All UCL Institute of Archaeology undergraduate degrees are accredited by the Chartered Institute for Archaeologists (CIfA) and Universities Archaeology UK (UAUK). On graduation students can become a Practitioner member of CIfA (PCIfA), which demonstrates the skills required for employment in archaeology, heritage and museums, as well as a commitment to maintain high professional standards, attributes that are important for employment in many sectors within or outside of archaeology.
Fees and funding
Fees for this course
|Tuition fees (2024/25)
|Tuition fees (2024/25)
The fees indicated are for undergraduate entry in the 2024/25 academic year. The UK fees shown are for the first year of the programme at UCL only. Fees for future years may be subject to an inflationary increase. The Overseas fees shown are the fees that will be charged to 2024/25 entrants for each year of study on the programme, unless otherwise indicated below.
Full details of UCL's tuition fees, tuition fee policy and potential increases to fees can be found on the UCL Students website.
Fieldwork (UK and Overseas) costs can be partially covered by the department depending on the chosen destination with some of the fieldwork being fully covered financially by the fieldwork grants provided. Students normally cover the costs of their own equipment (trowel / tent / sleeping bag / boots / jackets etc.). Email Charlotte Frearson email@example.com for a more comprehensive list of equipment.
In addition, please note that if you study abroad during your programme at UCL, this is likely to incur additional costs. Studying abroad may cost between £200–£1,000 per month depending on where you choose to study. The cost of studying abroad can be difficult to predict as it will depend on your priorities and choices. There is more information available on the UCL Study Abroad website.
A guide including rough estimates for these and other living expenses is included on the UCL Fees and funding pages. If you are concerned by potential additional costs for books, equipment, etc., please get in touch with the relevant departmental contact (details given on this page).
Funding your studies
Various funding options are available, including student loans, scholarships and bursaries. UK students whose household income falls below a certain level may also be eligible for a non-repayable bursary or for certain scholarships. Please see the Fees and funding pages for more details.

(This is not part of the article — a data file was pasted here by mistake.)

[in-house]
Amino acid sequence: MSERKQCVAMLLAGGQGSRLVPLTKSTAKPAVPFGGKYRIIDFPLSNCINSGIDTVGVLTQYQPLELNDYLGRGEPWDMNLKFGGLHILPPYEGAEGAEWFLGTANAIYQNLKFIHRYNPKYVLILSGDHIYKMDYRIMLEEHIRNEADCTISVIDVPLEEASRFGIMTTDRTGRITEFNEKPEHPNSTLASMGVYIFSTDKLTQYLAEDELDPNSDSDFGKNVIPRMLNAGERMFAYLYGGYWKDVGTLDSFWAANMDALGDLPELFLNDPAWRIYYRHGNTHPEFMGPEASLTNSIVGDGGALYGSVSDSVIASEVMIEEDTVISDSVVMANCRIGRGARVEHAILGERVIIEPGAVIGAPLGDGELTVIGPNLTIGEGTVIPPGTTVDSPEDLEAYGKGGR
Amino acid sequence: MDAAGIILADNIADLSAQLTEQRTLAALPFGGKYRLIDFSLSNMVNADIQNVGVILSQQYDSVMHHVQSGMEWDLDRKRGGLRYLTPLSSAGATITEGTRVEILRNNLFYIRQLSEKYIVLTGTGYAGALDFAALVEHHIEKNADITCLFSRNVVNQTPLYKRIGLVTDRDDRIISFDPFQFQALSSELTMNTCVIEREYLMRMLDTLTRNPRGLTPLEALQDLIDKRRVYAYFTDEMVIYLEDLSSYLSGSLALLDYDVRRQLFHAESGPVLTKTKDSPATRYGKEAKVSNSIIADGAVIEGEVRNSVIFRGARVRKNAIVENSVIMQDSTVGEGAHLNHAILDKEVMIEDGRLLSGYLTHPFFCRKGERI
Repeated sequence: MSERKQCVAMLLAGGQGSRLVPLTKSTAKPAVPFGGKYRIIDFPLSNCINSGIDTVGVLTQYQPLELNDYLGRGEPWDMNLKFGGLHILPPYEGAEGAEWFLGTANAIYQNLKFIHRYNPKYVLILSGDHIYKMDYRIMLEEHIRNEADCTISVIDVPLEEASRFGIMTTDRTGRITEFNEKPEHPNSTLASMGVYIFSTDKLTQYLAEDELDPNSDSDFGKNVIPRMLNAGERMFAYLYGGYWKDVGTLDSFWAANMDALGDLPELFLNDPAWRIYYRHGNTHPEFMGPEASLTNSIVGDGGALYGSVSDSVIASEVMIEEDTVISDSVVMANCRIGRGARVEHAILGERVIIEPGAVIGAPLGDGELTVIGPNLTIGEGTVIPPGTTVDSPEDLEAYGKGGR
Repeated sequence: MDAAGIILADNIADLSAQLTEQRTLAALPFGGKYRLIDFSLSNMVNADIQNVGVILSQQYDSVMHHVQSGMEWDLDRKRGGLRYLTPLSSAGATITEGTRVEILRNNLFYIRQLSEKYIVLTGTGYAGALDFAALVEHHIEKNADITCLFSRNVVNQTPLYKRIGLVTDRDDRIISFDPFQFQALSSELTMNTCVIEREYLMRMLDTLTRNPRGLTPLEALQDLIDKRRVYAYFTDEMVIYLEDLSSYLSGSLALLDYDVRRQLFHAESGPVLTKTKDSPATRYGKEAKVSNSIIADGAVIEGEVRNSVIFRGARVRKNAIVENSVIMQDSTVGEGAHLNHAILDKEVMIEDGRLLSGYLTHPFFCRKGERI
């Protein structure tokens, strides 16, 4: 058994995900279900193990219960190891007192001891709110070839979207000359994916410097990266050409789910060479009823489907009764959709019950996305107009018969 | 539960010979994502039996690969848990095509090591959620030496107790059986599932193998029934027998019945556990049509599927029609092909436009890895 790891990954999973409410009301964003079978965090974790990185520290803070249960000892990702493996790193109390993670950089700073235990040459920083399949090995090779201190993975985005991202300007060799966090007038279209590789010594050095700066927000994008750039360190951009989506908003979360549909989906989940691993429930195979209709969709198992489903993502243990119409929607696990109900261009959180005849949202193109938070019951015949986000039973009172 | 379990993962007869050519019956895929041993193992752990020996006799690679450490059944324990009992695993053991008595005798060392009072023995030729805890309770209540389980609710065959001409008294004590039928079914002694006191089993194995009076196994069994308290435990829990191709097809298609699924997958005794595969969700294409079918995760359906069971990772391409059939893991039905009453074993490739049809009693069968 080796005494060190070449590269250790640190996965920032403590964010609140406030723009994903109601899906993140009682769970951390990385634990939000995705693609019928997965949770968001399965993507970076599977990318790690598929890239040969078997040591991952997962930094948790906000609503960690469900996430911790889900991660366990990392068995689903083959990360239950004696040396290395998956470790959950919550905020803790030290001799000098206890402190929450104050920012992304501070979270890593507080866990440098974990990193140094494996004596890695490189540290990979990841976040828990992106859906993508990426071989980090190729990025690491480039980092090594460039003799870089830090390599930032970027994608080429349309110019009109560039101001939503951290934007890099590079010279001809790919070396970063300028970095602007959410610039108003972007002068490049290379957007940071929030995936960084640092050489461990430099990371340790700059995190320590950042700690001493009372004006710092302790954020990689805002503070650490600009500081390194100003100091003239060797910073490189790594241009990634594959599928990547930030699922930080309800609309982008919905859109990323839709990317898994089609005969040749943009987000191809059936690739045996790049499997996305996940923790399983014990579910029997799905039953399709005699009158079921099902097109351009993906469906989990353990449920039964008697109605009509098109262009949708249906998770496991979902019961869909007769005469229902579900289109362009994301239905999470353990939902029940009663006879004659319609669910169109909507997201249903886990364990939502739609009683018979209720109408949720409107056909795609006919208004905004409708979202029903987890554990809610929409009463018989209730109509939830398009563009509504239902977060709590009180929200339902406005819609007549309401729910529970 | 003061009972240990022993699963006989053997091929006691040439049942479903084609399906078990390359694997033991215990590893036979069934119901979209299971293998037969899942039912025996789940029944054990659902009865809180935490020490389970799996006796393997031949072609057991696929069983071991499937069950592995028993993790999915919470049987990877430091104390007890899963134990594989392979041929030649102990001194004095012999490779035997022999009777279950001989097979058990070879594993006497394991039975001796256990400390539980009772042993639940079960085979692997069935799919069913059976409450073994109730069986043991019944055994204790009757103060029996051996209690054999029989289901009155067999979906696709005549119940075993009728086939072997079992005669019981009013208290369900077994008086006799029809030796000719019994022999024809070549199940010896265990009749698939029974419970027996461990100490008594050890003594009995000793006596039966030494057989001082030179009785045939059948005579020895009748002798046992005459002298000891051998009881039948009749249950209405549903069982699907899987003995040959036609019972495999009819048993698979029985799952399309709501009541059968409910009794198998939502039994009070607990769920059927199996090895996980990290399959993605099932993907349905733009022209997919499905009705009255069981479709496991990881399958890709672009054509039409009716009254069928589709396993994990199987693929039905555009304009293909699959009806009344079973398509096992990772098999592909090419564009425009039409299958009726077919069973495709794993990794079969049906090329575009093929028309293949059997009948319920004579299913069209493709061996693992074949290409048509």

The Scholarships and Funding website lists scholarships and funding schemes available to UCL students. These may be open to all students, or restricted to specific nationalities, regions or academic department.
We are looking for students who can demonstrate an interest in the past, and the development of human societies across geographical regions, time periods and material cultures. We will refer to your Personal Statement for evidence of critical thinking, communication and analytical ability. We are keen to attract a diverse student cohort, and welcome applications from mature students.
How to apply
Application for admission should be made through UCAS (the Universities and Colleges Admissions Service). Applicants currently at school or college will be provided with advice on the process; however, applicants who have left school or who are based outside the United Kingdom may obtain information directly from UCAS.
For further information on UCL's selection process see: How we assess your application.
Once an offer has been made applicants are invited to attend a Post Offer Open Day (in person and virtual are organised) where they will meet staff and students and will be able to see all of the facilities on site at the UCL Institute of Archaeology and UCL.
Additionally, the open day allows you to learn about our archaeological artefacts, meet specific tutors, tour UCL and the institute, and find out more about the degree programmes, resources and facilities we offer. Alternative arrangements can be made for those living overseas including Virtual Open Days and tours outside of the advertised dates.
The UCAS application forms are assessed by a central UCL team and the Institute of Archaeology. The personal statement and predicted grades are used for assessment and sometimes extra information is requested.
UCL is regulated by the Office for Students.